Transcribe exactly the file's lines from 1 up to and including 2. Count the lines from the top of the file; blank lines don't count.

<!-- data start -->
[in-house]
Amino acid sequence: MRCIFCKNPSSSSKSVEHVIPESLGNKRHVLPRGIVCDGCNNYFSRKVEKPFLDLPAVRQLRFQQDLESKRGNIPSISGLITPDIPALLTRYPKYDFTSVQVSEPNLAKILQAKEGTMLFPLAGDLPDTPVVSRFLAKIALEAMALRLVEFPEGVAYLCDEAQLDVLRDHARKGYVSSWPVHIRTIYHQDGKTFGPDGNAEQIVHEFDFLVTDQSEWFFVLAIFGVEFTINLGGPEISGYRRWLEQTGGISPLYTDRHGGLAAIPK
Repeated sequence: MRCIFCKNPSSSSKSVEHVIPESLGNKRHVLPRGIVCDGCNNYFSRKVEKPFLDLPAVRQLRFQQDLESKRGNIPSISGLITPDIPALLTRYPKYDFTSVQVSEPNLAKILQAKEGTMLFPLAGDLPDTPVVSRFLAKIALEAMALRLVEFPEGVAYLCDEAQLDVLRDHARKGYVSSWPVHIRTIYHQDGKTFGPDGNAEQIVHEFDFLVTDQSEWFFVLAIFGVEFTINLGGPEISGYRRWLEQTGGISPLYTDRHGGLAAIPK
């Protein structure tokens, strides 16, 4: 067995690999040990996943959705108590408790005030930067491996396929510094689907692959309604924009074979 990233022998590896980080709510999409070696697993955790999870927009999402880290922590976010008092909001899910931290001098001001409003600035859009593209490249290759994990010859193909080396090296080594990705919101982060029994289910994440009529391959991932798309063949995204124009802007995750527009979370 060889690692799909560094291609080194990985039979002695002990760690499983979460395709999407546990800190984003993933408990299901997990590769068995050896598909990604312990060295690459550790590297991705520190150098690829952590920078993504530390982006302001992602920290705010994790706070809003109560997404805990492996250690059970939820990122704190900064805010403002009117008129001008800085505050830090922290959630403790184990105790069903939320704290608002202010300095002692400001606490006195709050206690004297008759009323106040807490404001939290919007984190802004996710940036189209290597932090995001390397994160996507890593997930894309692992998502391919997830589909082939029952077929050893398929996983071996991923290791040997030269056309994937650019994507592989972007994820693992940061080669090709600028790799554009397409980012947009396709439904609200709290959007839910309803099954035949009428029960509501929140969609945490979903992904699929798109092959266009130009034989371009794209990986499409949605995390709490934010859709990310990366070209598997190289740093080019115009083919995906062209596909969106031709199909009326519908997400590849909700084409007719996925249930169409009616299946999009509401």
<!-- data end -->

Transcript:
[in-house]
Amino acid sequence: MRCIFCKNPSSSSKSVEHVIPESLGNKRHVLPRGIVCDGCNNYFSRKVEKPFLDLPAVRQLRFQQDLESKRGNIPSISGLITPDIPALLTRYPKYDFTSVQVSEPNLAKILQAKEGTMLFPLAGDLPDTPVVSRFLAKIALEAMALRLVEFPEGVAYLCDEAQLDVLRDHARKGYVSSWPVHIRTIYHQDGKTFGPDGNAEQIVHEFDFLVTDQSEWFFVLAIFGVEFTINLGGPEISGYRRWLEQTGGISPLYTDRHGGLAAIPK